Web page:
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1 Instituto de Pesquisas Cananéia,
IpeC, Brazil e-mail: email@example.com
During the development of a study about a community of carnivorous mammals in the area of the south coast of the State of São Paulo, southeast of Brazil (of 25°00' to 25°04' S and 47°54' to 47°56' W), (Figure 1), a male otter (1,23 m and 10,00 kg) was captured in a live-trap (Figure 2). The capture happened on September 12th 2003 in an area of mangroves 100 m from Jacó River and 300 m from Trapandé Bay. The use of collars as a form of adapting the radio-transmitter is not the most appropriate for mustelids, due to its lanky body, funneled neck and head, and short ears, so we adapted the radio-transmitter on two collars so that it hindered the withdrawl of the equipment by the animal (Figure 3). Aiming at verifing the efficiency of the adaptation, we were careful to keep it in observation until the following day. Approximately 24 hours after the capture, the male didn’t seem to be bothered by the radio-transmitter, it had already fed itself and was taking care of its fur as usual and, therefore, it was released. Apparently the equipment was well tied to the otter and it didn't disturb the animal while it walked, swam or fed. For a period of 35 days the otter was monitored, allowing us to verify that: 1 - the animal used at least three burrows without communication between them; 2 – the most used burrow was at a distance of 2,6 km from the capture place; 3 - this individual usually moved between Cananéia Island and Comprida Island, which are separated by an estuary whose medium width is of approximately 1 km; 4 – twice, it spent a long period, between 07:00am and 02:00pm, and between 8:00pm and 11:00pm, on a small island of approximately 0,06 Km2 (Pai Mato Island) where a muddy substrate prevails, not allowing the construction of a burrow.
After this period, the signal emitted by the transmitter stopped varying; leading us to suppose that the otter was dead or it had removed the equipment with the transmitter. For about 5 days the signal was traced and finally the radio-transmitter was found in perfect condition inside a burrow on the coast of the estuary on a nearby island (Comprida Island). The hypothesis that the otter had removed its own collar is based on the fact that did not find signs of blood or struggle at the place or on the collar and it was still closed, excluding the possibility that the animal had been predated upon or that hunters had removed the collar. This hypothesis was confirmed 12 days after the radio-transmitter had been found when the male was seen feeding itself peacefully at 07:20 pm on the beach 300 m far from the burrow where we found the transmitter. Identification was possible due to the fact that we had shaved a small part of its side at the moment of capture to identify it in case it removed the collar.
In spite of the little time that the otter stayed with the radio-transmitter, the data obtained are of relevant importance because they show an unknown activity pattern; besides showing, over a short period, some pattern of use of burrows.
Among the 13 recognised species of otters, L. longicaudis is one of the less studied, being considered ‘vulnerable’ in Brazil due to a lack of knowledge (FOSTER-TURLEY, 1990). Until recently, knowledge about the ecology and behavior of this species were based on studies about diet and use of shelters in different ecosystems (BLACHER, 1987, 1991; GALLO, 1991; PARERA, 1993, SOLDATELI and BLACHER, 1996; PARDINI, 1998; PARDINI and TRAJANO, 1999; WALDEMARIN and COLARES, 2000; CASTRO-REVELO and ZAPATA-RÍOS, 2001; QUADROS and MONTEIRO-FILHO, 2000, 2002; CEZARE et al. 2002) and the activity patterns were extrapolated from studies accomplished with the European otter Lutra lutra and with the North American otter Lontra canadensis.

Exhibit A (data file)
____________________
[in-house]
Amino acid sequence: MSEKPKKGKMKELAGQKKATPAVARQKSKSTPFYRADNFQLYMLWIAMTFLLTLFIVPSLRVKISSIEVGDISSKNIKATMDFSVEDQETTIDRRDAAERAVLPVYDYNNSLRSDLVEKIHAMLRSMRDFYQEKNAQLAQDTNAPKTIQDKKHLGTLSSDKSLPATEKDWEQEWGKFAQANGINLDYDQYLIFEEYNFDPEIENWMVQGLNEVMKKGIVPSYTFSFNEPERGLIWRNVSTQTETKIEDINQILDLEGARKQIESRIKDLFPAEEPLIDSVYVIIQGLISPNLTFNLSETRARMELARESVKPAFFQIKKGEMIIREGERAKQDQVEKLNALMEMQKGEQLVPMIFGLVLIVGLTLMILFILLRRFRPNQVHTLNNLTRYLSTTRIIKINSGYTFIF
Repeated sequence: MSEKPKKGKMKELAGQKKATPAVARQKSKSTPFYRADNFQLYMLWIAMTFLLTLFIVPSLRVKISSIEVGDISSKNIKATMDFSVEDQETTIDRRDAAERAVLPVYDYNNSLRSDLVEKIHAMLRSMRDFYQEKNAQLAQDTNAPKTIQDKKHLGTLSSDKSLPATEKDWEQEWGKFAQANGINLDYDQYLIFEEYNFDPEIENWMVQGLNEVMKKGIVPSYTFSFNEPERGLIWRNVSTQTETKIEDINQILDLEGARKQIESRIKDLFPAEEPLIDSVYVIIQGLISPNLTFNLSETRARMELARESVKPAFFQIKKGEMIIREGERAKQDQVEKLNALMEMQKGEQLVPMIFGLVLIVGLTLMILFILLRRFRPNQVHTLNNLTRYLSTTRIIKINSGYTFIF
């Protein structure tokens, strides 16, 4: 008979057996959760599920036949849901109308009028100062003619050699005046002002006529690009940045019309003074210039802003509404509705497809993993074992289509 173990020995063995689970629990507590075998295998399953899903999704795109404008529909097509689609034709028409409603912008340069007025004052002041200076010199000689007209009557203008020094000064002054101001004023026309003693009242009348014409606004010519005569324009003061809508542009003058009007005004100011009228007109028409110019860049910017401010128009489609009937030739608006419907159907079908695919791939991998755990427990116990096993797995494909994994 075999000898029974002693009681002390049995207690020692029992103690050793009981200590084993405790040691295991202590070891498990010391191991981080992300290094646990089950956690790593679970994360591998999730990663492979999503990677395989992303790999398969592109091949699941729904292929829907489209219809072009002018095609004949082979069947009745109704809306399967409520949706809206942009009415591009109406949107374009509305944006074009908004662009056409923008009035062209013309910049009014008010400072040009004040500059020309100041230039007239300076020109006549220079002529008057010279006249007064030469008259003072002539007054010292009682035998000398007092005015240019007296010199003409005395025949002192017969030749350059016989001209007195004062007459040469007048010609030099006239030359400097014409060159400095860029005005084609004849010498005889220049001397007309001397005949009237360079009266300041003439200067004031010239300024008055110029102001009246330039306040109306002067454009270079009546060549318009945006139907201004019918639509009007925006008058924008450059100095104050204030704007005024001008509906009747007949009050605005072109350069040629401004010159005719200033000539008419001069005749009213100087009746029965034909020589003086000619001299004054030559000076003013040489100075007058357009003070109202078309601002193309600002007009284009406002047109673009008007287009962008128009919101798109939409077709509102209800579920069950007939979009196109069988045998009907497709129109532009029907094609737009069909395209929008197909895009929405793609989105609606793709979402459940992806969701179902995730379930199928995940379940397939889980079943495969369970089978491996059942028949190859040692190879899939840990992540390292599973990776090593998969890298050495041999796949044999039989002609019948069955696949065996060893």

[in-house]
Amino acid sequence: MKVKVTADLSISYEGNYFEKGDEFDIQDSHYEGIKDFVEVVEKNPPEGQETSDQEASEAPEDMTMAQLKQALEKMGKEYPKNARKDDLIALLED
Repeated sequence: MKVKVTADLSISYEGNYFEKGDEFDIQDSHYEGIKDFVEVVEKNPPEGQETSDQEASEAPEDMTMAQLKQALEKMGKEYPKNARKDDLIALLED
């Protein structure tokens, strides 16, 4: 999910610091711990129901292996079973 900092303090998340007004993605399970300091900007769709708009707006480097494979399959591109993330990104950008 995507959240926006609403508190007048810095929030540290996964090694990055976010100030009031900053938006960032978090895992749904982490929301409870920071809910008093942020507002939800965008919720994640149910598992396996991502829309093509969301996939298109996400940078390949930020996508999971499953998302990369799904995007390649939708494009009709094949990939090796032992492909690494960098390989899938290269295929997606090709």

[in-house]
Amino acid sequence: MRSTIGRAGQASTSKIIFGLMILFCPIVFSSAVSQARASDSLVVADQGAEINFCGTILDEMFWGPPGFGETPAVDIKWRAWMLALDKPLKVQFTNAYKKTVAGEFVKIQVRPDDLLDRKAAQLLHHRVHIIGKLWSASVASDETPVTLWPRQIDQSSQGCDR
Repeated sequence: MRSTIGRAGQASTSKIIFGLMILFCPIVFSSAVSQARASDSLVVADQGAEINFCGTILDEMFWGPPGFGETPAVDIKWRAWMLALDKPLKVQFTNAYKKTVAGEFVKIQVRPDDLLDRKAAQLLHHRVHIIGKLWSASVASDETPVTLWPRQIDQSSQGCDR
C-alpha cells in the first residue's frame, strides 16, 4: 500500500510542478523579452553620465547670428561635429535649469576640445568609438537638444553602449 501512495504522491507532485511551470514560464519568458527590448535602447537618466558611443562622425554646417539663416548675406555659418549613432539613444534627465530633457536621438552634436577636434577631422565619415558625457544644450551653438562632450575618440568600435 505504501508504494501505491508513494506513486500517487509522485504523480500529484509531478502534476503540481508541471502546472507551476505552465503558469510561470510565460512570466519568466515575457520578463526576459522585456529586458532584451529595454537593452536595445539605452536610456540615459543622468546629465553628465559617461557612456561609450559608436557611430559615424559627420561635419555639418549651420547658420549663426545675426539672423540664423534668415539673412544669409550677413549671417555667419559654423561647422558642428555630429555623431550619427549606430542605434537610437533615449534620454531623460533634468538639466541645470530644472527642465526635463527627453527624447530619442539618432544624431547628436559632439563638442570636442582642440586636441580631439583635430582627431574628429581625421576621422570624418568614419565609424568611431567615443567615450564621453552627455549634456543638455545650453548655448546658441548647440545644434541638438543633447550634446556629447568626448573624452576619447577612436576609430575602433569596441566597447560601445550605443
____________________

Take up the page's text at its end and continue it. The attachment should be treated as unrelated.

However, even if the otter had removed its radio-collar, it didn’t cause any damage to the individual and it allowed the registration of behaviour patterns that had not been described. Based upon the adapted radio-transmitter used, new perspectives open up for the effective study of this species, thereby increasing the possibilities of obtaining data about activity patterns and home range for L. longicaudis.
C. 1987. Ocorrência e preservação de Lutra
longicaudis (Mammalia: Mustelidae) no litoral de Santa Catarina. Boletin
da FBCN, 22, 105-117.
Une loutre a été capturée et équipée
d’un émetteur-radio, au cours d’une étude sur
la population de mammifères carnivores de la région de
mangroves de la côte sud de l’état de Sao Paulo, situé au
sud-est du Brésil. Cette étude a permis de vérifier
que : 1 - la loutre a utilisé au moins trois terriers qui ne communiquaient
pas entre eux. 2 - le terrier le plus utilisé se situait à une
distance de 2,6 km du lieu de capture. 3 - cet individu se déplaçait
habituellement entre deux îles, séparées par un estuaire
ayant une largueur de 1 km. 4 – il a passé une longue période
sur une petite île de 0,06 km², où le substrat essentiellement
boueux ne permet pas le creusement d’un terrier. Malgré le
fait que la loutre n’ait porté l’émetteur que
pendant une courte période, les données obtenues se révèlent être
d’un grand intérêt, car elles montrent un cycle d’activité encore
inconnu, en plus de mettre en évidence la stratégie d’occupation
des terriers sur une courte durée. Bien que la loutre ait retiré son
collier émetteur, celui-ci n’a causé aucun dommage à l’animal
et a révélé un schéma comportemental encore
non décrit. Ainsi, le collier émetteur que nous avons adapté à la
loutre et les observations effectuées ouvrent de nouvelles perspectives
pour l’étude de Lontra longicaudis et augmente
d’obtenir des informations sur l’activité et la répartition
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